I sympathize. One of things I found so difficult about teaching was the fact that I never felt like I was done. There was always more prepwork to do, always more student help to give, always better problems to design. And I was only worried about teaching, I didn't have professor duties and research to worry about. What's expected of university professors is intense.
Are flipped lectures (like this kind
) popular at Reed? I never fully committed to the approach but I did start using clicker questions and peer instruction, both of which I think can really help the best stay challenged and motivated while also helping the struggling students to get it. Maybe you are already doing these things?
It's good to hear the idea of a teaching center and a different approach wasn't the revelation to all of you that it was to me. Sure, we had more experienced faculty observe us and provide feedback throughout the first year, and we had plenty of professional development seminars, but it was always the humanities faculty talking to ourselves. I don't think that's terribly effective if you're talking to a room full of STEM students who just want to check their humanities block off and move on, and I guess that's why I found the teaching center's advice so useful. But in a way, perhaps discussing learning style sets you up to have this discussion with struggling students, especially those who are making choices about their fields of study?
I hear you on the "doing more" part - with the exception of doing analytical work in a war zone, I think teaching was the thinnest I've been stretched in nearly 20 years in uniform, although grad school was pretty rough, too. (Yes, I think I just compared teaching to war, yikes). Ultimately, there's probably a balance in what you can do vs. what is too much, and one that probably changes as experience gives you some more breathing room. Anyone got a silver bullet for that? ;-)
As someone getting ready to retire in the next year or two, I've struggled for a long time with how to reach students who are not doing well and deciding how much of my time am I really willing to give to my job. I love teaching and I love math, but I also need time for other things (like orienteering!).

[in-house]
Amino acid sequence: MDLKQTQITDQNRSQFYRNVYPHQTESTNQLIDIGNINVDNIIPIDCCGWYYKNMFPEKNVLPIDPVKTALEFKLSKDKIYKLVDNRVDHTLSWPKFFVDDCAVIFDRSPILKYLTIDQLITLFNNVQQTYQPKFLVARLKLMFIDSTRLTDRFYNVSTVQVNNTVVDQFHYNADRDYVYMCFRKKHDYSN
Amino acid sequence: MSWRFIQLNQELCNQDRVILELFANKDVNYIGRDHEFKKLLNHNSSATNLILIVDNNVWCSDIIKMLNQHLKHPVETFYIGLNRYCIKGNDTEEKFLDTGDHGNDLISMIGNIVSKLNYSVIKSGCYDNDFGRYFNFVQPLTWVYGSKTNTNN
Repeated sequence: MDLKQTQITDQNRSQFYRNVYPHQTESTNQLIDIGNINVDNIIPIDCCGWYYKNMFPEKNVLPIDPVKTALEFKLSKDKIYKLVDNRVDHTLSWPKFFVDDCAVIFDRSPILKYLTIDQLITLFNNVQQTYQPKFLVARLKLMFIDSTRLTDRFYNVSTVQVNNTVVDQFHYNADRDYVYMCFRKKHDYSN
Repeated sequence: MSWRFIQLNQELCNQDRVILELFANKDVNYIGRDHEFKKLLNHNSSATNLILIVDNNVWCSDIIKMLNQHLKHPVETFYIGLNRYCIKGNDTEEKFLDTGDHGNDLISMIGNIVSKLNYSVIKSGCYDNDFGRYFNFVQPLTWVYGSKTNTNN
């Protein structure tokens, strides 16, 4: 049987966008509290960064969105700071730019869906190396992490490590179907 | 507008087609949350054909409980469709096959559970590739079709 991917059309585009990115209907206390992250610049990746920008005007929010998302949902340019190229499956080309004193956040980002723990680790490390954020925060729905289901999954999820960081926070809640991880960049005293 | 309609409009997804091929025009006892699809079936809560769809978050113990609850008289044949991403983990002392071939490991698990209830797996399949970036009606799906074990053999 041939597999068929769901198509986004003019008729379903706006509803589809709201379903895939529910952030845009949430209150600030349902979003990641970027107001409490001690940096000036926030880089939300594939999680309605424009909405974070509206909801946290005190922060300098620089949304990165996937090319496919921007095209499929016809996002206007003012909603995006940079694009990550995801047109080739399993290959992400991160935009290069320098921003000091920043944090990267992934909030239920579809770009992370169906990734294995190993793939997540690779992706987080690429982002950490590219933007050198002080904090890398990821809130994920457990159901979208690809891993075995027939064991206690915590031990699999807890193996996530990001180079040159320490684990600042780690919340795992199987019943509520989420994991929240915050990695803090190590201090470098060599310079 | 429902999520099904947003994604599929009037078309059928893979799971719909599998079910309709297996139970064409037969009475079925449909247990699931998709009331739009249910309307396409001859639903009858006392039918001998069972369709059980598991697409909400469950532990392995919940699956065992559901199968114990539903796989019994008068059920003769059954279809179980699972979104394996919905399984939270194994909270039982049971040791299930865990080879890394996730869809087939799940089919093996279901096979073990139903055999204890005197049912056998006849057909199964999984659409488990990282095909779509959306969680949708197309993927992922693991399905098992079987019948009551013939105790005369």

One thing that I've learned though, is that many students these days are unprepared for college and not from a content point of view. Many don't understand that if homework is assigned but not collected and graded that they still need to do it if they want to succeed. They have not had to read a textbook for most of their math classes and so they have no inkling how to do that or even that they are expected to read it. Spending time in class talking about expectations for work outside of class has been something that I never used to do but now find I have to do. This is the "babysitting" part that I am increasingly finding necessary. I have students in my current Calc I class who have failed both of the first two exams and have a failing quiz average but who are surprised to learn they are currently failing the course. How is that possible? They tell me that because they are coming to every class and taking notes and trying that they think that should be enough. I am rearranging my office hours for the rest of this semester so that I can meet with the students who need some extra help on a regular basis.
Good luck. It's not easy.
Ali, you have the world's best job- teaching physics and doing resaerch. I was always surprized that they paid me to do it.
I found that the biggest problem with helping students that were having trouble was actually identifying what they didn't understand. I found that when they asked about how to solve a particular problem, it paid to ask them a few questions to try to gauge what it was causing the hang up. Usually I found that there was something rather basic that needed further instruction. Then most would then happily go off to try the problem that had brought them to me.
I also found that it was possible to clear up lots of small difficulties in the few minutes before the class as the room was filling. I let it be known that this was a good time to ask. If it appeared that there several students with the same difficulty, I could just spend a few minutes at the beginning of the class.